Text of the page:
A little known act of Congress in 2006 set the stage for the present debacle, but there is a serpentine history of political manipulation of the US Postal Service (USPS) since it formed its current identity in 1971. This is the first of two posts on the events and attitudes that have shaped the current state of affairs. The second post covers what has transpired from 2010 to this week.
Always a huge enterprise, today the USPS has a bit more than half million employees and nearly another half million retirees. It also has the largest labor unions in the USA. It’s no surprise that labor related costs are over 75% of today’s USPS budget.
Back in the beginning in the early 1970s, big costs for pensions worried Congress so that in 1974, a stepped up schedule of pension payments began.
In the early 1990s, there were more concerns about pension costs and an additional $693 million a year was required from 1993 through 1998.
S. 380 (2003 – Public Law 108-28)
A 2002 Government Accounting Office (GAO) study showed that the USPS would be over-funding its pension obligations by $78 billion.
A football kicked back and forth has been the requirement that the USPS pension contributions also cover $27 billion in military service benefits. The old Civil Service Retirement System (CSRS) gave pension experience credits for years of military service. It seems odd since military service is hardly an aspect of the USPS, but others have argued that other agencies of government have shouldered the burden for their employees. The exceptional public-private nature of the USPS has sustained the issue with GAO not sure how to handle it.
The passage of S. 380 (Public Law 108-28) in 2003 made this $27 billion a USPS bill as part of a quid pro quo that gave the USPS a break in funding its pension obligations, the one on track to being over-funded by $78 billion. Debt reduction was mandated with the excess funds while any other surplus was to be held in escrow with no indication of how the funds would be used specifically.
HR 6407 (2006 – Public Law 109-435)
As the whole matter came up again, the White House Office of Personnel Management in 2005 insisted that the USPS pay the $27 billion cost of military experience credits, not the US Treasury, claiming it would amount to a taxpayer subsidy:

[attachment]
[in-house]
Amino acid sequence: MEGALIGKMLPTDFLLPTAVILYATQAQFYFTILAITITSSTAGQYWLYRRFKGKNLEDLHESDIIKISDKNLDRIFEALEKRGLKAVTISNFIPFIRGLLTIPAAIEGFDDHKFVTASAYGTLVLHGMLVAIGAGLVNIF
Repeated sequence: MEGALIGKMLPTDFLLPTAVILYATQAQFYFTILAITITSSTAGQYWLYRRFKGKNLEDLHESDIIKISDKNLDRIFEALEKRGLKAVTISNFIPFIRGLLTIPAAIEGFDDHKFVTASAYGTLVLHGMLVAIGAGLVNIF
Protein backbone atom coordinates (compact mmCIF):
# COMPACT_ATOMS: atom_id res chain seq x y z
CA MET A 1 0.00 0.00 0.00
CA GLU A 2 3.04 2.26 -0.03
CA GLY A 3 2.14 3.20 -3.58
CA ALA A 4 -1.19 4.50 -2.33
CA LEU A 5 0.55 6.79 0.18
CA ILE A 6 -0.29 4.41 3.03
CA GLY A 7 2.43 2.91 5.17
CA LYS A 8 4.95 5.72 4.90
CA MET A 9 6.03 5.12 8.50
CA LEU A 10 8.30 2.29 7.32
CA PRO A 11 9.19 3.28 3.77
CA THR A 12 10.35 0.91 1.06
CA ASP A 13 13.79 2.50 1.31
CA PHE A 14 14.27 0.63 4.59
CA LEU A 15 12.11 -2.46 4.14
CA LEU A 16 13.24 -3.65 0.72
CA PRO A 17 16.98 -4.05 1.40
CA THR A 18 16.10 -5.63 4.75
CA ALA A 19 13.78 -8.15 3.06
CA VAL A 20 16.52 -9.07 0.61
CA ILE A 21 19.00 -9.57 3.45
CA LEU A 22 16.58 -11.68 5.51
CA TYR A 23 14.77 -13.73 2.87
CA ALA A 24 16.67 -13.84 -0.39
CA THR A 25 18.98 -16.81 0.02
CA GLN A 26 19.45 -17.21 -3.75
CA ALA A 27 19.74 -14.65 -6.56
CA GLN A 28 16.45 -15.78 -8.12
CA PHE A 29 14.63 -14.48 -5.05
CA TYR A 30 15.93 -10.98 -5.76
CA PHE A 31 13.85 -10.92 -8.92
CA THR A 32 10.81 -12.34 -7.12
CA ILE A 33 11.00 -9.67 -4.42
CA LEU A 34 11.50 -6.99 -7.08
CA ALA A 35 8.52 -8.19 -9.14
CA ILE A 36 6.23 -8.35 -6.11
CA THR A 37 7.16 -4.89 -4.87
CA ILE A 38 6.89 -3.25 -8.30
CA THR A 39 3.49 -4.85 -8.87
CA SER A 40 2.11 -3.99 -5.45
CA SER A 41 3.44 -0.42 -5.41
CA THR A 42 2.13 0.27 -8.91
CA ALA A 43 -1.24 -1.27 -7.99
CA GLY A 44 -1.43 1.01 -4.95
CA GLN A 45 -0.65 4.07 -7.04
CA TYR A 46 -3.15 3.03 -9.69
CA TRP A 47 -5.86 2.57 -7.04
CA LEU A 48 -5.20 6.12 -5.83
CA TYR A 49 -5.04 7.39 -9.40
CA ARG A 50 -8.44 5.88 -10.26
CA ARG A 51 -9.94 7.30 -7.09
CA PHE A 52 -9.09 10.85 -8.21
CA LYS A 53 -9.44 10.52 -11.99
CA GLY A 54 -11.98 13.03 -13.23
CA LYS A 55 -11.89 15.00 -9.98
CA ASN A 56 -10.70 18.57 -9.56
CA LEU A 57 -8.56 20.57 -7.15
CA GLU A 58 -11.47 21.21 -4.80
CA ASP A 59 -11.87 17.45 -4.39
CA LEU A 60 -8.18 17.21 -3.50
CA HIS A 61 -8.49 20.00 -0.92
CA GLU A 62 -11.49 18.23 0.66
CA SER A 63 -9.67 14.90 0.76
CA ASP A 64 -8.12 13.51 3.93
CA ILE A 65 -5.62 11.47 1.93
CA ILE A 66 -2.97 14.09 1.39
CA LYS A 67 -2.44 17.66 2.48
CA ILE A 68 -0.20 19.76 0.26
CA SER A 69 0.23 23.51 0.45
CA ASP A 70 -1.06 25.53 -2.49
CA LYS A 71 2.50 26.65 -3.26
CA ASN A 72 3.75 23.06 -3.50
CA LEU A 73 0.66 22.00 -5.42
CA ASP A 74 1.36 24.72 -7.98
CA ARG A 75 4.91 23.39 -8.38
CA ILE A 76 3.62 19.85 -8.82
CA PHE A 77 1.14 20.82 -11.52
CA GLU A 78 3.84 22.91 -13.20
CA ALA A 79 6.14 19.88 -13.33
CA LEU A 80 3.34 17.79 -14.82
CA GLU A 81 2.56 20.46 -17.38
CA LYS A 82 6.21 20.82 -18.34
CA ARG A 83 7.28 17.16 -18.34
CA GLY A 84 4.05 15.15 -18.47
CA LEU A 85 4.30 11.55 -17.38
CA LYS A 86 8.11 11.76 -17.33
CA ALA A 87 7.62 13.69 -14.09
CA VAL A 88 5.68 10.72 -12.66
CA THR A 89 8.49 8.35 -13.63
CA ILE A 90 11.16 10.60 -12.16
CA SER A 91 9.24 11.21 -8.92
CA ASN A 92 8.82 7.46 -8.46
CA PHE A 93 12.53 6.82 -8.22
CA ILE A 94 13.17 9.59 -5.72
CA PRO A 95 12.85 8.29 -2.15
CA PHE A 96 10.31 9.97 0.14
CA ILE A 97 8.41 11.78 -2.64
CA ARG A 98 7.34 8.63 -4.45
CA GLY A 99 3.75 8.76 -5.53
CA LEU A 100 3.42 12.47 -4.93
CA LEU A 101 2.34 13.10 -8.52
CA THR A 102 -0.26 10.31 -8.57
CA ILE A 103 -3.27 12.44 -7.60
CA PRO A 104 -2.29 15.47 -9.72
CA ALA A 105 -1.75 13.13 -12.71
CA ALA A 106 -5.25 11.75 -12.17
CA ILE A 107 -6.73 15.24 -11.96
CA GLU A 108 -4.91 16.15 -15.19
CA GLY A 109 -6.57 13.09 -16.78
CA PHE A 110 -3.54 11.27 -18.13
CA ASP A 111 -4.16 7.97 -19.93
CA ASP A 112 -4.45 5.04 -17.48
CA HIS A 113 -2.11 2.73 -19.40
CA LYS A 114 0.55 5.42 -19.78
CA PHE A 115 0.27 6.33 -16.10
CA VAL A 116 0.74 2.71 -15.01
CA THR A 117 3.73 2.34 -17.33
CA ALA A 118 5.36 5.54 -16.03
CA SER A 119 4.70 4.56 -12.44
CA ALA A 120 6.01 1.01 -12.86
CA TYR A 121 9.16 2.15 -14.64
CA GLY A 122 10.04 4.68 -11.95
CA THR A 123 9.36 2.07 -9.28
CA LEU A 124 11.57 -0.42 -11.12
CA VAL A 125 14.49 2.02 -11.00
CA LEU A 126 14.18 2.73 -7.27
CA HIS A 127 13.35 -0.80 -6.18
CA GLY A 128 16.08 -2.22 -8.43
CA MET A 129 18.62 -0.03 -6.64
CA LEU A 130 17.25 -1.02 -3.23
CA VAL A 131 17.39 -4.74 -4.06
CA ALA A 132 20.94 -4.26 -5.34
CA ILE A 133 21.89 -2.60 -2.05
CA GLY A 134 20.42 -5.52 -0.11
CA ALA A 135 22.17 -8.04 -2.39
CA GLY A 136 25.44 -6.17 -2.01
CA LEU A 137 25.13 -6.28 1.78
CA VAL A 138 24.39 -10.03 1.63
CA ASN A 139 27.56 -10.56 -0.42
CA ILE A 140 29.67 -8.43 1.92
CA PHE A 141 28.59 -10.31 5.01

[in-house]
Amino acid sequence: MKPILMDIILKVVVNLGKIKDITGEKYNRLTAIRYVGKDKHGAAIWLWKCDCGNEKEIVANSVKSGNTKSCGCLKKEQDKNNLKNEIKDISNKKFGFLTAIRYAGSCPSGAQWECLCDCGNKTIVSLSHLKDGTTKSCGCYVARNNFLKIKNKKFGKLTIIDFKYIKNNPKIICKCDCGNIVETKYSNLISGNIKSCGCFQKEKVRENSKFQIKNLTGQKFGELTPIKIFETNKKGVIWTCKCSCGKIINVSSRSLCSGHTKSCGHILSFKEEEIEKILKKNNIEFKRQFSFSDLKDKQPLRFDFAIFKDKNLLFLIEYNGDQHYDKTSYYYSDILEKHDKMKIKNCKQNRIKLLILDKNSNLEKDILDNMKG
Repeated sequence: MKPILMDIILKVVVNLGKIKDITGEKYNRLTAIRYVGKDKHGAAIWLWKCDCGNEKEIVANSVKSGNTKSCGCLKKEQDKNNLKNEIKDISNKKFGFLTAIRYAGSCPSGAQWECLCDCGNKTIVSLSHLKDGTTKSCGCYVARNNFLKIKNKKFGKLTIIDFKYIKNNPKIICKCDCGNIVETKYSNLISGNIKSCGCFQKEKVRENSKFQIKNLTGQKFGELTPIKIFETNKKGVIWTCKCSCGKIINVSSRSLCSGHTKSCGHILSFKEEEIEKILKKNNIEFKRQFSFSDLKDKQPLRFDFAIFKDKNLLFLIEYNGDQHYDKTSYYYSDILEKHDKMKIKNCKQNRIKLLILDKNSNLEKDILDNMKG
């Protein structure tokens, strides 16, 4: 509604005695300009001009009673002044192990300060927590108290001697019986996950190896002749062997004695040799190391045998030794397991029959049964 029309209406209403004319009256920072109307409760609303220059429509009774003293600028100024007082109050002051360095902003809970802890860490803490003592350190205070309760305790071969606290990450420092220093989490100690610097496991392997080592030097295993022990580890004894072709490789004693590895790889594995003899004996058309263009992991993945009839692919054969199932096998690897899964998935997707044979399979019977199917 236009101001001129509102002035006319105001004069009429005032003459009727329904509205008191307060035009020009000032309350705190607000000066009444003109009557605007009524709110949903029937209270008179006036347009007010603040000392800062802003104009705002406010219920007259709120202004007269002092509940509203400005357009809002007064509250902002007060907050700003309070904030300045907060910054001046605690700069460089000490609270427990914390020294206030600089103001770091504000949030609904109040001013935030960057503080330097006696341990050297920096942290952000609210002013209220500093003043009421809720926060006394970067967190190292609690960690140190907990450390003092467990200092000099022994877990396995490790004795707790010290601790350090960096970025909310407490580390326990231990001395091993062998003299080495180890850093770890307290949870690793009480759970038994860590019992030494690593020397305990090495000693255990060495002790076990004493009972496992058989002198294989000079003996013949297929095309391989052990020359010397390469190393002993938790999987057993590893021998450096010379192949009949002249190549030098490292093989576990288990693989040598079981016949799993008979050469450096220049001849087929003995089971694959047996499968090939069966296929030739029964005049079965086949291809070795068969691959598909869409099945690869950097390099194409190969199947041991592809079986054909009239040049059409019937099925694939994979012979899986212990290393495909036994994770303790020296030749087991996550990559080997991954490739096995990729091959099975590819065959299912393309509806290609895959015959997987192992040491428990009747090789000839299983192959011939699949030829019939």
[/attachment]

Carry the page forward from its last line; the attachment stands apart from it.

Since the Postal Service uses and receives the benefits of this human capital tool in the form of recruitment and retention of its own employees, it should pay for its full cost. There is no basis for the taxpayers to subsidize any element of the Postal Service’s compensation package.
The Heritage Foundation agreed. The National Tax Union called for full privatization of the USPS, quoting then-Rep. Tom Davis (R-VA) using the oft repeated phrase that the USPS is in a “death spiral.” That claim was made six years ago
It was Davis who sponsored HR 6407 (2006) (Public Law 109-435) which alleviated the USPS responsibility for military experience credits, and freed the escrow funds, but it imposed a new requirement for the funding of future retiree health benefits. It required the USPS to pay roughly $5.5 billion into a fund each year from 2007 through 2016, over $45 billion. The effect was to pre-pay retiree health benefits for 75 years in the future, but with payments completed in a 10 year time span.
At the time, the Congressional Budget Office (CBO) estimated that the savings from the escrow payments and the military experience credits would largely offset the new retiree health pre-payment cost. It hasn’t worked out that way.
Although the USPS had its biggest volume year in 2006, technology and recession hammered its revenue in the following years.
After generating modest profits from FY2004 through FY2006, the USPS lost $5.3 billion in FY2007, $2.8 billion in FY2008, and $3.8 billion in FY2009. Were it not for congressional action to reduce a statutorily required retiree health benefits payment, the USPS would have lost $7.8 billion in FY2009. The USPS’s financial losses resulted from declining operating revenues and significantly increased operating costs, the latter of which was largely the effect of the PAEA’s [HR 6407 (2006 – Public Law 109-435)] requirement that the USPS prefund its future retirees’ health benefits.
Click here to read the next post and learn more about what has happened most recently.